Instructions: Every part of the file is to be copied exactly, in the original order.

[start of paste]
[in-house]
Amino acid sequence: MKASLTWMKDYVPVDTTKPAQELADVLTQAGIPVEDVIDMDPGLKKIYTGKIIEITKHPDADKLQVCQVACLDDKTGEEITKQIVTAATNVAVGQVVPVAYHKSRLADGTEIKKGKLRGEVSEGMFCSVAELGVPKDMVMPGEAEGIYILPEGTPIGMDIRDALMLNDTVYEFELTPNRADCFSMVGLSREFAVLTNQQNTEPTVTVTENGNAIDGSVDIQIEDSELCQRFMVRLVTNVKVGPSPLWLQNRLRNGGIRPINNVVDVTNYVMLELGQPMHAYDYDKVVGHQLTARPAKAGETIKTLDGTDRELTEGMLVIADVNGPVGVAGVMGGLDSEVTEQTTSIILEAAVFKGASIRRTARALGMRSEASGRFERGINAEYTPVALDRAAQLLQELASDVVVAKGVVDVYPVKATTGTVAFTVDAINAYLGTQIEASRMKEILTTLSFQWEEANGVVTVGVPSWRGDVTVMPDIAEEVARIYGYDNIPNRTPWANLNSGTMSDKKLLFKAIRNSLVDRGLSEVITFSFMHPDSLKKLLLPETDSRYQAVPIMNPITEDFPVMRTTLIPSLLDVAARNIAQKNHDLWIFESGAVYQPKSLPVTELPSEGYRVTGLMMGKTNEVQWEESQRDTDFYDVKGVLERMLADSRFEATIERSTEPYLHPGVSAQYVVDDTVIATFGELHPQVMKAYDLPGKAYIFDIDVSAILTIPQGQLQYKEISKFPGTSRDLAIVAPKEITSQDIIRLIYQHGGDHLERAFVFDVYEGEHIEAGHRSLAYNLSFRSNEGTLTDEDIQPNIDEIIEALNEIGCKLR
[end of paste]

[in-house]
Amino acid sequence: MKASLTWMKDYVPVDTTKPAQELADVLTQAGIPVEDVIDMDPGLKKIYTGKIIEITKHPDADKLQVCQVACLDDKTGEEITKQIVTAATNVAVGQVVPVAYHKSRLADGTEIKKGKLRGEVSEGMFCSVAELGVPKDMVMPGEAEGIYILPEGTPIGMDIRDALMLNDTVYEFELTPNRADCFSMVGLSREFAVLTNQQNTEPTVTVTENGNAIDGSVDIQIEDSELCQRFMVRLVTNVKVGPSPLWLQNRLRNGGIRPINNVVDVTNYVMLELGQPMHAYDYDKVVGHQLTARPAKAGETIKTLDGTDRELTEGMLVIADVNGPVGVAGVMGGLDSEVTEQTTSIILEAAVFKGASIRRTARALGMRSEASGRFERGINAEYTPVALDRAAQLLQELASDVVVAKGVVDVYPVKATTGTVAFTVDAINAYLGTQIEASRMKEILTTLSFQWEEANGVVTVGVPSWRGDVTVMPDIAEEVARIYGYDNIPNRTPWANLNSGTMSDKKLLFKAIRNSLVDRGLSEVITFSFMHPDSLKKLLLPETDSRYQAVPIMNPITEDFPVMRTTLIPSLLDVAARNIAQKNHDLWIFESGAVYQPKSLPVTELPSEGYRVTGLMMGKTNEVQWEESQRDTDFYDVKGVLERMLADSRFEATIERSTEPYLHPGVSAQYVVDDTVIATFGELHPQVMKAYDLPGKAYIFDIDVSAILTIPQGQLQYKEISKFPGTSRDLAIVAPKEITSQDIIRLIYQHGGDHLERAFVFDVYEGEHIEAGHRSLAYNLSFRSNEGTLTDEDIQPNIDEIIEALNEIGCKLR